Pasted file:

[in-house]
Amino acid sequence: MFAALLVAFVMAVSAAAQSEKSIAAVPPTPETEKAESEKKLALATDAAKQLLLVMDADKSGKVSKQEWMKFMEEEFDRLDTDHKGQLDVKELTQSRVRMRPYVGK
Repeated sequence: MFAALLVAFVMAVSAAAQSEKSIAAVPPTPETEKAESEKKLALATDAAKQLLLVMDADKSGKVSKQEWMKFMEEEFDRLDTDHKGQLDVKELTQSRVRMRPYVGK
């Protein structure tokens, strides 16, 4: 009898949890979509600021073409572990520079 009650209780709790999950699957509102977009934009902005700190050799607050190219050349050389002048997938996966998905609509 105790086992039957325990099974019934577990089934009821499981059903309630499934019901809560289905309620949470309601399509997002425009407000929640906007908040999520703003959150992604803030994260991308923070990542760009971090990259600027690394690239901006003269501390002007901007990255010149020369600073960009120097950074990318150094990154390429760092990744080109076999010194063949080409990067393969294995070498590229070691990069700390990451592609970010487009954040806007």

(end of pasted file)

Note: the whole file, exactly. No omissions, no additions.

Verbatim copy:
[in-house]
Amino acid sequence: MFAALLVAFVMAVSAAAQSEKSIAAVPPTPETEKAESEKKLALATDAAKQLLLVMDADKSGKVSKQEWMKFMEEEFDRLDTDHKGQLDVKELTQSRVRMRPYVGK
Repeated sequence: MFAALLVAFVMAVSAAAQSEKSIAAVPPTPETEKAESEKKLALATDAAKQLLLVMDADKSGKVSKQEWMKFMEEEFDRLDTDHKGQLDVKELTQSRVRMRPYVGK
């Protein structure tokens, strides 16, 4: 009898949890979509600021073409572990520079 009650209780709790999950699957509102977009934009902005700190050799607050190219050349050389002048997938996966998905609509 105790086992039957325990099974019934577990089934009821499981059903309630499934019901809560289905309620949470309601399509997002425009407000929640906007908040999520703003959150992604803030994260991308923070990542760009971090990259600027690394690239901006003269501390002007901007990255010149020369600073960009120097950074990318150094990154390429760092990744080109076999010194063949080409990067393969294995070498590229070691990069700390990451592609970010487009954040806007």